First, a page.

So much for the “reset.” It’s business as usual for the freedom-hating Russians, and that means trying to undermine the United States by any means possible — up to and including nuclear weapons.
No sooner had Barack Obama returned from his first visit to Moscow, at which he attempted to reset relations with Russia by holding out the hand of friendship (and practically begging for nuclear arms reductions) in a manner eerily similar to the kiss Jimmy Carter bestowed on Leonid Brezhnev, than for the first time since the collapse of the USSR two nuclear-powered attack submarines were found patrolling international waters off the American coastline.
It’s unknown whether these subs carried missiles that could strike the U.S., but it’s clear that if they didn’t, the only reason would be that Russia’s creaking, rust-bucket sub strike force can’t currently be mobilized for that purpose. Yet another SLBM recently misfired on launch after a test (now more failures have occurred than successful launches), so the Kremlin sacked its top nuclear missile official and went back to the drawing board. In other words, following a meeting with Obama, Russia immediately returned to its disturbing pattern of harassing the United States with direct strategic provocation, something the U.S. hasn’t done to Russia since the Cold War “ended” years ago.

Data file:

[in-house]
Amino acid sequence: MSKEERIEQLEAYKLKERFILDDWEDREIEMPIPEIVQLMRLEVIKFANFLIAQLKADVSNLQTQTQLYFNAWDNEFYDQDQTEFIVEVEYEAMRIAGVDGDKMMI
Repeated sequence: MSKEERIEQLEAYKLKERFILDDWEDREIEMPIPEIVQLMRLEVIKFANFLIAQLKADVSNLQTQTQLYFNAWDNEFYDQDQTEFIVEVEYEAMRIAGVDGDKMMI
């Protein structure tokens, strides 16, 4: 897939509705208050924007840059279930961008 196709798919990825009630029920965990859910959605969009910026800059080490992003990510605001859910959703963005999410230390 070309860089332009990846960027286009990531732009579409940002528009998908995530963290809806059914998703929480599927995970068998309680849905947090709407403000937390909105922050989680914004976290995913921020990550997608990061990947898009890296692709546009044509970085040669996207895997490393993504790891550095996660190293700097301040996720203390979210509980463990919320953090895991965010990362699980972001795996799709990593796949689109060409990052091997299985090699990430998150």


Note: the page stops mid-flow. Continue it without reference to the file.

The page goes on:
So much for the naïve president’s effort to make friends with the KGB thugs who prowl the Kremlin.
Last December, for the first time since World War II, Russia sent a warship through the Panama Canal. A month before that, Russian navy ships participated in war games with the forces of psychotic Venezuelan dictator Hugo Chavez, publicly sworn to the destruction of the U.S. Russia has long been providing huge quantities of military hardware to Chavez and it has been aggressively seeking to reestablish military support for Cuba as well. Five months ago, Russia announced it was exploring the basing of nuclear bombers in either Cuba or Venezuela. In September 2008, Russia had actually landed two nuclear bombers at a Venezuelan airbase.
In February 2008, two Russian strategic bombers buzzed the U.S. carrier Nimitz, and the carrier group had to scramble fighter jets to ward them off. One flew directly above the carrier at an altitude of just 2,000 feet, clearly displaying an open intent to terrify and provoke.
In August 2007, two Russian bombers harassed the U.S. military base in Guam, again forcing the emergency scrambling of attack aircraft to ward off the threat — the first time such a challenge had been mounted since the end of the Cold War.
In September 2007, fighters were scrambled against six Russian bombers that were flying perilously close to Alaska. Since then, buzzing Alaska has become a ritualistic practice. So far this year, Russia has done it thirteen separate times, including three times while Obama was in Moscow, a direct slap at the new American president.